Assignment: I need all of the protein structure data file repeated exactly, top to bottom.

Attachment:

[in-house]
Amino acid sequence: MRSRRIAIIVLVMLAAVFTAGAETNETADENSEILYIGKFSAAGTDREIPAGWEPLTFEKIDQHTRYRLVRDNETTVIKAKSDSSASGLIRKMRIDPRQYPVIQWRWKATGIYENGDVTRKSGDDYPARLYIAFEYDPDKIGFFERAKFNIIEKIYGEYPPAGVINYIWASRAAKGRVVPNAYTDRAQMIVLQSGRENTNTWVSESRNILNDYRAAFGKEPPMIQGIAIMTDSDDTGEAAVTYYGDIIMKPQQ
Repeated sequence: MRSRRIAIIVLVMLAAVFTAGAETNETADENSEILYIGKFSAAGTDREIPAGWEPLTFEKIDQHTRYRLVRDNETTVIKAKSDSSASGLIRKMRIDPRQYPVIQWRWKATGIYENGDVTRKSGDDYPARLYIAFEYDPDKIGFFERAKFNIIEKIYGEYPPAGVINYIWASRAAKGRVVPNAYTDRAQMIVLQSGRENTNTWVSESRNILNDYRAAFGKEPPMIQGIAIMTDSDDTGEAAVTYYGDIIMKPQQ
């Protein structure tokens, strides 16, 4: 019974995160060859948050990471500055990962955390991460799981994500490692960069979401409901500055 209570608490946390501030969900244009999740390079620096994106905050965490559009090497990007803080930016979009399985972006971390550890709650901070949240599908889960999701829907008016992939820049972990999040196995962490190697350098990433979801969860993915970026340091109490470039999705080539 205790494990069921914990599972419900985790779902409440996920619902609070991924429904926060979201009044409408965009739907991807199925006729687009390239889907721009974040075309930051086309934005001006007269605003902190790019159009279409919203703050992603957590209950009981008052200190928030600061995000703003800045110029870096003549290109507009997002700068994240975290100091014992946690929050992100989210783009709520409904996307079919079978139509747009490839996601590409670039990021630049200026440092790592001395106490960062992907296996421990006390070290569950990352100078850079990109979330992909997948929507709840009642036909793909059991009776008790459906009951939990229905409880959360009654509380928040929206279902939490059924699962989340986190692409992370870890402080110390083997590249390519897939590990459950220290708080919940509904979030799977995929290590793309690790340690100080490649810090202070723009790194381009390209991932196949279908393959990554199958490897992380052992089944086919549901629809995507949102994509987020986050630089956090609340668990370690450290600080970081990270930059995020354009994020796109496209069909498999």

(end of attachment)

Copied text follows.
[in-house]
Amino acid sequence: MRSRRIAIIVLVMLAAVFTAGAETNETADENSEILYIGKFSAAGTDREIPAGWEPLTFEKIDQHTRYRLVRDNETTVIKAKSDSSASGLIRKMRIDPRQYPVIQWRWKATGIYENGDVTRKSGDDYPARLYIAFEYDPDKIGFFERAKFNIIEKIYGEYPPAGVINYIWASRAAKGRVVPNAYTDRAQMIVLQSGRENTNTWVSESRNILNDYRAAFGKEPPMIQGIAIMTDSDDTGEAAVTYYGDIIMKPQQ
Repeated sequence: MRSRRIAIIVLVMLAAVFTAGAETNETADENSEILYIGKFSAAGTDREIPAGWEPLTFEKIDQHTRYRLVRDNETTVIKAKSDSSASGLIRKMRIDPRQYPVIQWRWKATGIYENGDVTRKSGDDYPARLYIAFEYDPDKIGFFERAKFNIIEKIYGEYPPAGVINYIWASRAAKGRVVPNAYTDRAQMIVLQSGRENTNTWVSESRNILNDYRAAFGKEPPMIQGIAIMTDSDDTGEAAVTYYGDIIMKPQQ
């Protein structure tokens, strides 16, 4: 019974995160060859948050990471500055990962955390991460799981994500490692960069979401409901500055 209570608490946390501030969900244009999740390079620096994106905050965490559009090497990007803080930016979009399985972006971390550890709650901070949240599908889960999701829907008016992939820049972990999040196995962490190697350098990433979801969860993915970026340091109490470039999705080539 205790494990069921914990599972419900985790779902409440996920619902609070991924429904926060979201009044409408965009739907991807199925006729687009390239889907721009974040075309930051086309934005001006007269605003902190790019159009279409919203703050992603957590209950009981008052200190928030600061995000703003800045110029870096003549290109507009997002700068994240975290100091014992946690929050992100989210783009709520409904996307079919079978139509747009490839996601590409670039990021630049200026440092790592001395106490960062992907296996421990006390070290569950990352100078850079990109979330992909997948929507709840009642036909793909059991009776008790459906009951939990229905409880959360009654509380928040929206279902939490059924699962989340986190692409992370870890402080110390083997590249390519897939590990459950220290708080919940509904979030799977995929290590793309690790340690100080490649810090202070723009790194381009390209991932196949279908393959990554199958490897992380052992089944086919549901629809995507949102994509987020986050630089956090609340668990370690450290600080970081990270930059995020354009994020796109496209069909498999």